Wheel chocks typically come in black, yellow, or orange. There are also some metal chocks, particularly x-style models, which come in silver. Color isn’t a major factor in chocks unless you want a high level of visibility to make your chocks easy to spot on the blacktop or in your garage.
Wheel chocks are made from a variety of materials including plastic, metal, and rubber. The material doesn’t affect price as much as the design does, though metal wheel chocks tend to be on the more expensive end. This is because their designs require more engineering to support their use with double wheel vehicles and motorcycles.
X-style wheel chocks are specifically designed for vehicles with double wheels. Unlike the traditional wedge style, x-style chocks are placed between paired wheels and are essentially suspended in the air between them. By cranking the chock to push against opposing inside walls, the tires are stabilized and should not be able to roll or shift.
Due to their sophisticated mechanism, x-style chocks require some additional time for set up and breakdown. If the kit doesn’t come with its own tool set, you might need your own tools. This style also may require regular maintenance and cleaning.
To make wheel chock removal more convenient, some models are equipped with pull tabs or ropes. These design elements make it easy to grip and engage your body weight to pull out stubborn chocks. Otherwise, you could have difficulty finding a solid grip around the wedge area.
In some models, the rope actually attaches to both wheel chocks in pairs. This makes it easy to keep them together, especially if they are not stackable or nesting in design.
Wheel chocks cost between $5 and $75. At the low end of the price range, you should expect lightweight plastic chocks geared toward smaller, lighter vehicles.
To get the most for your money, spend a little more for mid-range chocks, priced between $20 and $50. In this category, you’ll find chocks compatible with mid-size and larger vehicles, ranging from pick-up trucks to RVs. Motorcycle chocks are usually found in this range as well.
At the top of the price range, between $50 and $75, are wheel chocks designed for heavier vehicles, including commercial vehicles. These are generally well-designed wedge styles made from high-grade materials. They may also be metal x-style chocks that employ a sophisticated locking mechanism.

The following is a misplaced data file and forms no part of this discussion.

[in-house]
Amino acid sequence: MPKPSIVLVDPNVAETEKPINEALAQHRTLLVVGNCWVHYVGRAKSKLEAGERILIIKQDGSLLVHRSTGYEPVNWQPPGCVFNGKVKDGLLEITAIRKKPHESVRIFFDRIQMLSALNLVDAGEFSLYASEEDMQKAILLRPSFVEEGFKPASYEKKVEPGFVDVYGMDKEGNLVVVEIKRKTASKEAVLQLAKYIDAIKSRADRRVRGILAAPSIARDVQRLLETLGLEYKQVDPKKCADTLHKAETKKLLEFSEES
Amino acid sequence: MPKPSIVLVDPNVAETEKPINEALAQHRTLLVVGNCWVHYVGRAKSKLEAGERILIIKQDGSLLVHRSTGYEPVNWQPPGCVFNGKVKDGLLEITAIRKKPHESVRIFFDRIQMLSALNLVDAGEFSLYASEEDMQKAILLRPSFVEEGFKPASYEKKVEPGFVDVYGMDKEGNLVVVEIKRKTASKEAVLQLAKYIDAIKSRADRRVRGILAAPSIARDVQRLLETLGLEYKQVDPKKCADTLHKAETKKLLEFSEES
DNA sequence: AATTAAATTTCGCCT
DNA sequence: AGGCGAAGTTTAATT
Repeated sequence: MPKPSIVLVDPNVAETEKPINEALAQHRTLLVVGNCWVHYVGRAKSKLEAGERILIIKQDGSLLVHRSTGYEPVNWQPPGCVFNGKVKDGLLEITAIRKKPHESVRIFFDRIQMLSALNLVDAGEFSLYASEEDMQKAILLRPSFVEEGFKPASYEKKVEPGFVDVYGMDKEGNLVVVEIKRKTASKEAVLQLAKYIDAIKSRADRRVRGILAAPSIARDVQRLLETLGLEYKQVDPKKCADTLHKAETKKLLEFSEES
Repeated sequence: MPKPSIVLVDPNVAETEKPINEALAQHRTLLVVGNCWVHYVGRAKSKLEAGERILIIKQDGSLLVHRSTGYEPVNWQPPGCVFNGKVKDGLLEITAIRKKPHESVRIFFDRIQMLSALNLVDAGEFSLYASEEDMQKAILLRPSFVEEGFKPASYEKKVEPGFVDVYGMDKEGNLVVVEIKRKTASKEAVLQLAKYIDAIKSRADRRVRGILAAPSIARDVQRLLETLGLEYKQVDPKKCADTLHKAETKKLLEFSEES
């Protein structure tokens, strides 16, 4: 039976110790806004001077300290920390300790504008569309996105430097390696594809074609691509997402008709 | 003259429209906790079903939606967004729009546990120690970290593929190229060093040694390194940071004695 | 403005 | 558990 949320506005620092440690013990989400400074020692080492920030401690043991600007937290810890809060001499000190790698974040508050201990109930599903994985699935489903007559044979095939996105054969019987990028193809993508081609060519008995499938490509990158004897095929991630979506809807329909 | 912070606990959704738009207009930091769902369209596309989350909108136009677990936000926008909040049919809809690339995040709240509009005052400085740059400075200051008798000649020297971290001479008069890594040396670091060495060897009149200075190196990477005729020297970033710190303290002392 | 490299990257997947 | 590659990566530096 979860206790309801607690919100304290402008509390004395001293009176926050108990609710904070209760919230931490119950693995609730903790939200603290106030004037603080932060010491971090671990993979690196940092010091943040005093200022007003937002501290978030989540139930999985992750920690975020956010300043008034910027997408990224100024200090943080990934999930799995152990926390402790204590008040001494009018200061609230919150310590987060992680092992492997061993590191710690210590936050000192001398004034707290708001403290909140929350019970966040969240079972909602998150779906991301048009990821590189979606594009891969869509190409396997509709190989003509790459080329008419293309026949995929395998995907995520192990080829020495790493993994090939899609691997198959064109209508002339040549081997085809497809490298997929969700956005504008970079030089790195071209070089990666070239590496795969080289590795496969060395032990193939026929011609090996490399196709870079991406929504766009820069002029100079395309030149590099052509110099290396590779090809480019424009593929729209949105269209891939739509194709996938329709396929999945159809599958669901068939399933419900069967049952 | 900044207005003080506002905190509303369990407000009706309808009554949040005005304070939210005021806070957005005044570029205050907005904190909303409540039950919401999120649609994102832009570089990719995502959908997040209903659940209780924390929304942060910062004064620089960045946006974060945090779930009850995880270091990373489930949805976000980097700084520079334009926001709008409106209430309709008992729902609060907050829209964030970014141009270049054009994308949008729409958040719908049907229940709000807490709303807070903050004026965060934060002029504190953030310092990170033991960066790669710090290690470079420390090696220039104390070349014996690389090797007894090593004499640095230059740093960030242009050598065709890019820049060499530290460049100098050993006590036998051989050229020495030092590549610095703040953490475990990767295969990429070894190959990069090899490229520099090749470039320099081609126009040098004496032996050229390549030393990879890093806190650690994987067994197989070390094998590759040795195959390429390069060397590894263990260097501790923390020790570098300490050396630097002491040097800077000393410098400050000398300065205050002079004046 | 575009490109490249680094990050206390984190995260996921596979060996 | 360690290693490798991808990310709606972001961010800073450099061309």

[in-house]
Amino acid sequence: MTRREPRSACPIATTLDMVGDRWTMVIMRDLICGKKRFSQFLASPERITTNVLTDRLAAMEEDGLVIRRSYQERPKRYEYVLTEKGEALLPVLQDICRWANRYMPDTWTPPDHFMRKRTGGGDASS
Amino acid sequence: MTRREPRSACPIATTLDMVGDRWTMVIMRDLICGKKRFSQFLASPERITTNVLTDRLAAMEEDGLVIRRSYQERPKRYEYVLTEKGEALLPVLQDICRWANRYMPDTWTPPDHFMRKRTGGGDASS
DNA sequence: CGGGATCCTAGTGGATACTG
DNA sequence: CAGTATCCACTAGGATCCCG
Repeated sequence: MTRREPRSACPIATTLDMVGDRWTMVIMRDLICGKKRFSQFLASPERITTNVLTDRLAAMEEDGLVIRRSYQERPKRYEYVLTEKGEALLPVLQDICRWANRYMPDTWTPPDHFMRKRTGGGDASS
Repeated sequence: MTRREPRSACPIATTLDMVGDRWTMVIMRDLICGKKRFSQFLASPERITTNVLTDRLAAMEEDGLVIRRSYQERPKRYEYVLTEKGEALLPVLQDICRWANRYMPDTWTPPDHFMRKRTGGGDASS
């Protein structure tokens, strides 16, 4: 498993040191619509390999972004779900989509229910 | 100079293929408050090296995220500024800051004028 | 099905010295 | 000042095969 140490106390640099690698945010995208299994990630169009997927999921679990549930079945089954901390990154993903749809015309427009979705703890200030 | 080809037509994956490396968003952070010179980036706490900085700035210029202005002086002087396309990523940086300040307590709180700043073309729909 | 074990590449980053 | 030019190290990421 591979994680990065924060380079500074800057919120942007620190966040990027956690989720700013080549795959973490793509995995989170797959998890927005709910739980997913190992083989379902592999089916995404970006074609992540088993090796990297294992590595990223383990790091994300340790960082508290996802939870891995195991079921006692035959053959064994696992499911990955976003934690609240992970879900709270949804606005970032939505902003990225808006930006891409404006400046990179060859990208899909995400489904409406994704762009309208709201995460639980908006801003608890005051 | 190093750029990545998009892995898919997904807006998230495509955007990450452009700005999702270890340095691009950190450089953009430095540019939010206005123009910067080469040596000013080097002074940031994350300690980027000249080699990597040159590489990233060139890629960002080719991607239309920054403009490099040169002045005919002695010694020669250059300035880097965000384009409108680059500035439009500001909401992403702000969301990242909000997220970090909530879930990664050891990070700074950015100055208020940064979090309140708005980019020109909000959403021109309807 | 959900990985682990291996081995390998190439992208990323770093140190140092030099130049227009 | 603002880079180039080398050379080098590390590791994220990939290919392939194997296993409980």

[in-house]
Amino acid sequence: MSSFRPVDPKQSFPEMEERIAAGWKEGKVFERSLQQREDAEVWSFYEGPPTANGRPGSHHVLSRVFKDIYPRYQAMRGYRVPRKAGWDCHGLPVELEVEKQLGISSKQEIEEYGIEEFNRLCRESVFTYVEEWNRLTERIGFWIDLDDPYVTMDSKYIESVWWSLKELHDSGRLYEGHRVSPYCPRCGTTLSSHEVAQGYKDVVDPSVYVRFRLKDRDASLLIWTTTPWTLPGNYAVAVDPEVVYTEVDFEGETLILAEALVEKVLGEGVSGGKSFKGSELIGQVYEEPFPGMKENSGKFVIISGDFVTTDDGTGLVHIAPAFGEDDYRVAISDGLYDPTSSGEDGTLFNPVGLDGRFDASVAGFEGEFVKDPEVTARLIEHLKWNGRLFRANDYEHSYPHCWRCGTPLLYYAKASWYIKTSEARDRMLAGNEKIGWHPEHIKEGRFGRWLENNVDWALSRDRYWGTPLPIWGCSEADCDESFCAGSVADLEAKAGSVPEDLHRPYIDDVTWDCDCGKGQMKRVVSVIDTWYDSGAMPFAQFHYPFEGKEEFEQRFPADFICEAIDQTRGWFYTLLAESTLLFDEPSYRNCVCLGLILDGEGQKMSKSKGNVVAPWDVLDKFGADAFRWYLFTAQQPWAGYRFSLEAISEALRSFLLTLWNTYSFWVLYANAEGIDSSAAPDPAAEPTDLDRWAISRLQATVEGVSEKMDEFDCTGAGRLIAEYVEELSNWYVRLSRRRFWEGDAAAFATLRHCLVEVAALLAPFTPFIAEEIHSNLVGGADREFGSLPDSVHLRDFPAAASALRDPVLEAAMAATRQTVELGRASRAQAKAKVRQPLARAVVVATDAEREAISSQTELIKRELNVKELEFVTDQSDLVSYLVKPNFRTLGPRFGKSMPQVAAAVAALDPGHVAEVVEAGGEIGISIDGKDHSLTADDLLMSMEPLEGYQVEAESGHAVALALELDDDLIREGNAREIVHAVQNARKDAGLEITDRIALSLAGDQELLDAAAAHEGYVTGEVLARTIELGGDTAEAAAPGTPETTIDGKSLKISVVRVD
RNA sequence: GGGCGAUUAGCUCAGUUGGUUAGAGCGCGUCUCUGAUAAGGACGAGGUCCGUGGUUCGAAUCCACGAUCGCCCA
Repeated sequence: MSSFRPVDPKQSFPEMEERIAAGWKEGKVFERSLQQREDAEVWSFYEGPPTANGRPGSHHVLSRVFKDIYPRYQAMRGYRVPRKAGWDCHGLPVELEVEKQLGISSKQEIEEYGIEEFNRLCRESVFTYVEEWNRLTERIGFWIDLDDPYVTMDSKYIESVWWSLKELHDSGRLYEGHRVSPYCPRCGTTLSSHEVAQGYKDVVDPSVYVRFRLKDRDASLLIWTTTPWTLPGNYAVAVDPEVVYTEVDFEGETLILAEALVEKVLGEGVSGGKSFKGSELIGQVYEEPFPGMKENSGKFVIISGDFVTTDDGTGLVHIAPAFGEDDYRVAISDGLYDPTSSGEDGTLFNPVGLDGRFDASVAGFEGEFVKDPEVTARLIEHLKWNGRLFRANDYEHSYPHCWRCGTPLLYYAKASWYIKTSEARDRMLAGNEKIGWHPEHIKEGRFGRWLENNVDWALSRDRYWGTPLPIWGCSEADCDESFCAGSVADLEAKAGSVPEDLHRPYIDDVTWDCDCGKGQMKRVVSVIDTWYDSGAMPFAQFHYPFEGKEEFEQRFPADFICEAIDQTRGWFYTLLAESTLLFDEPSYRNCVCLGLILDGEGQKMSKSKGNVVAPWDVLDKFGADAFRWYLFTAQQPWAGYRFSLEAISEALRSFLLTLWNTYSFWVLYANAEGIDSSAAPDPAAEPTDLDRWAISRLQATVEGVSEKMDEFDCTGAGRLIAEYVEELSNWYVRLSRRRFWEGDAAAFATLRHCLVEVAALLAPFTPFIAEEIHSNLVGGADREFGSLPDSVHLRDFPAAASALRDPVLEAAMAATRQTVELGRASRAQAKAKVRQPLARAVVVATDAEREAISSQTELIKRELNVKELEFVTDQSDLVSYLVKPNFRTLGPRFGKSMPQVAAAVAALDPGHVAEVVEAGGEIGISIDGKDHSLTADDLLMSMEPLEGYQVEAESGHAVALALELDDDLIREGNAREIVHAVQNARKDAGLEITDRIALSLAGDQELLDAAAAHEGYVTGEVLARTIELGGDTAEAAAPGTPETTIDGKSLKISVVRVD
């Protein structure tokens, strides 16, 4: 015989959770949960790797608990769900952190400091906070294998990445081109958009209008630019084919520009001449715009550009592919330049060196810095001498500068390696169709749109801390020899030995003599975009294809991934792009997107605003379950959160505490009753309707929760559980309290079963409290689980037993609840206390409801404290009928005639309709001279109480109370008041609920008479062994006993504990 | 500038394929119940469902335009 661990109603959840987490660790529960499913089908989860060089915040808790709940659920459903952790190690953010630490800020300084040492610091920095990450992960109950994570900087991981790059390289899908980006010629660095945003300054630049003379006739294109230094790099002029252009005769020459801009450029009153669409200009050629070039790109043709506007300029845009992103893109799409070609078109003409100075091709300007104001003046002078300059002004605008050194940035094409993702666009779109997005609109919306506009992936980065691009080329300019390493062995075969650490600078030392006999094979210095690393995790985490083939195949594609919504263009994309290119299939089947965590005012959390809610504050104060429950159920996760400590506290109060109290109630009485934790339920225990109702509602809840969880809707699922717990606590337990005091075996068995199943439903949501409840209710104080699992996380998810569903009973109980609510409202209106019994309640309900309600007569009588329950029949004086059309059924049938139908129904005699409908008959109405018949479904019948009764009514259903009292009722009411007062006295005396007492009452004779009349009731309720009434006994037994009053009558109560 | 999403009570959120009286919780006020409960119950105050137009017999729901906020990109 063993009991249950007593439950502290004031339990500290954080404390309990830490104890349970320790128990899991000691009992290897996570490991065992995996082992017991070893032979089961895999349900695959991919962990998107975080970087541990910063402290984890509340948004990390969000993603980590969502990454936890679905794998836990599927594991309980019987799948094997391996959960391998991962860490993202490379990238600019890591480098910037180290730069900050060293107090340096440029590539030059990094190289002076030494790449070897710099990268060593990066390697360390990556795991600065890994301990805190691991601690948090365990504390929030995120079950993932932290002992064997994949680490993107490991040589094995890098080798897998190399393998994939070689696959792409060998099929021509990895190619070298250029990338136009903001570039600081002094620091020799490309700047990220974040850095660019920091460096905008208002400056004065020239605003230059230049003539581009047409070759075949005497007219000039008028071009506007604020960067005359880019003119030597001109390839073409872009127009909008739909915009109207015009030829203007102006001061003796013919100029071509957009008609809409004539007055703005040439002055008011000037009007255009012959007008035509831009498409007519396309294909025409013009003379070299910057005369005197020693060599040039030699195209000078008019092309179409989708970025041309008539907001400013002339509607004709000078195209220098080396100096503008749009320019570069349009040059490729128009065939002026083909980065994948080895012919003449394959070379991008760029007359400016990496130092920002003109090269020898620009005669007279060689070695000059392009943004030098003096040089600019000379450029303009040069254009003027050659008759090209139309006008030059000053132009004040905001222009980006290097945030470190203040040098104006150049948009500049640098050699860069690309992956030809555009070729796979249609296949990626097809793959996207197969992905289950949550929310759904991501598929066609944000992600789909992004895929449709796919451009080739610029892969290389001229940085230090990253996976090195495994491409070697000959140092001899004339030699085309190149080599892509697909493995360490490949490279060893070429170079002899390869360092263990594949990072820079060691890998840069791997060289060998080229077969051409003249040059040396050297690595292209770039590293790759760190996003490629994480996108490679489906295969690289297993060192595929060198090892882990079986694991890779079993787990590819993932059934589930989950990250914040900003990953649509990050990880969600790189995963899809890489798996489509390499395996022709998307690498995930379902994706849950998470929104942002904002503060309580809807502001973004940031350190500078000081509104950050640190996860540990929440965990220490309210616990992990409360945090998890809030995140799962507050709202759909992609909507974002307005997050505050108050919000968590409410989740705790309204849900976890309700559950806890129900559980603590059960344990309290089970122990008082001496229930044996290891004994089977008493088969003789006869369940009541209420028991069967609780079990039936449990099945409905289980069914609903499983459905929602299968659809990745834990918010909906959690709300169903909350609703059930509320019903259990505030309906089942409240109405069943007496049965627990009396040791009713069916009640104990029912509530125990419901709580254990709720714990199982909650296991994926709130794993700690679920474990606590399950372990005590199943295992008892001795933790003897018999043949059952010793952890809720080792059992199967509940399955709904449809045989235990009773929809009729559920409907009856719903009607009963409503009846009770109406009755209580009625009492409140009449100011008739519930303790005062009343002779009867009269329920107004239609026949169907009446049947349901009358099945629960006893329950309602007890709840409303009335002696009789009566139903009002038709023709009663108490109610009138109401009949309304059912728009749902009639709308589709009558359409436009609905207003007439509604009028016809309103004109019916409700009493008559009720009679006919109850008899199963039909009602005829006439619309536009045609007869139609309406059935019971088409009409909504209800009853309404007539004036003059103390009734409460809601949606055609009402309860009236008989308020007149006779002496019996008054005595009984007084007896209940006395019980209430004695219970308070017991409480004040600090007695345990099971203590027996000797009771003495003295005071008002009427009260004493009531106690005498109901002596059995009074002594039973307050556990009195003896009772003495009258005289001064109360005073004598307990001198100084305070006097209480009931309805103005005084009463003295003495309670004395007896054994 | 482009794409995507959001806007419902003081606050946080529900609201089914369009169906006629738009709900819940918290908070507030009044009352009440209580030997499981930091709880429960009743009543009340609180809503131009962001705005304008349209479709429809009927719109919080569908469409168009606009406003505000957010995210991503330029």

Confirm that all wheel chocks are removed before engaging vehicle. If you regularly use wheel chocks, perform a cursory look to make sure the chocks are removed and out of the way before driving.
Determine the slope with a ball. If the ground looks even and you need to know which side to place the chocks on, place a ball next to a wheel to see which way it rolls.
Wash hands after touching chocks. Wheel chocks can attract dirt, debris, or tar, so you should wash your hands or at least use hand sanitizer after handling them.
Q. How can I wash my wheel chocks?
A. It depends on the material. Plastic wheel chocks can be fully immersed in water and given a good scrubbing with dish soap. Rubber chocks can be wiped down with water and dish soap as well, and you can use vinegar or WD-40 to remove sticky residue from the surface. Metal wheel chocks are a bit trickier since you don’t want them to rust from being wet. Instead, use tarnish-free cleaning products geared toward metal surfaces and wipe them down. Regardless of the chock material, it’s important to let them completely dry before using them again.
Q. What other uses are there for wheel chocks?
A. Besides securing personal and commercial vehicles, wheel chocks have a variety of applications in other situations. Chocks are ideal to dock small boats on the shore, like canoes and row boats. Depending on which part of your boat faces the water, simply place the chocks at the stern or hull to secure the boat. Rubber models are especially popular, as they don’t damage the paint finish. Yard vehicles, such as riding mowers and small tractors, also benefit from chocking since they are often used on mostly level yet slightly uneven ground. Food trucks and carts also be secured in their spot during a day of service with wheel chocks.